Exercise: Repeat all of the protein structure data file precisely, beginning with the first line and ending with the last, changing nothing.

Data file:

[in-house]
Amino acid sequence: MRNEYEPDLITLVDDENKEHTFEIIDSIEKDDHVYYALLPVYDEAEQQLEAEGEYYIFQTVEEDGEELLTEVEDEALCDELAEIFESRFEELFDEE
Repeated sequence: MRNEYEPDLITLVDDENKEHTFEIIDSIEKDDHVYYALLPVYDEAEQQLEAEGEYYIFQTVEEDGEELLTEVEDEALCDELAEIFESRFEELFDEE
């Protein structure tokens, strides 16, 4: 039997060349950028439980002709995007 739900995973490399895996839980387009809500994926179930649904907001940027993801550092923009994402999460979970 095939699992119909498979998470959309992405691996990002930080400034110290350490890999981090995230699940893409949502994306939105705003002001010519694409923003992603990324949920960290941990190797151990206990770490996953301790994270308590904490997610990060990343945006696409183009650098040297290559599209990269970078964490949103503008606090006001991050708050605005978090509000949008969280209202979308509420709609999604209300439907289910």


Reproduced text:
[in-house]
Amino acid sequence: MRNEYEPDLITLVDDENKEHTFEIIDSIEKDDHVYYALLPVYDEAEQQLEAEGEYYIFQTVEEDGEELLTEVEDEALCDELAEIFESRFEELFDEE
Repeated sequence: MRNEYEPDLITLVDDENKEHTFEIIDSIEKDDHVYYALLPVYDEAEQQLEAEGEYYIFQTVEEDGEELLTEVEDEALCDELAEIFESRFEELFDEE
């Protein structure tokens, strides 16, 4: 039997060349950028439980002709995007 739900995973490399895996839980387009809500994926179930649904907001940027993801550092923009994402999460979970 095939699992119909498979998470959309992405691996990002930080400034110290350490890999981090995230699940893409949502994306939105705003002001010519694409923003992603990324949920960290941990190797151990206990770490996953301790994270308590904490997610990060990343945006696409183009650098040297290559599209990269970078964490949103503008606090006001991050708050605005978090509000949008969280209202979308509420709609999604209300439907289910």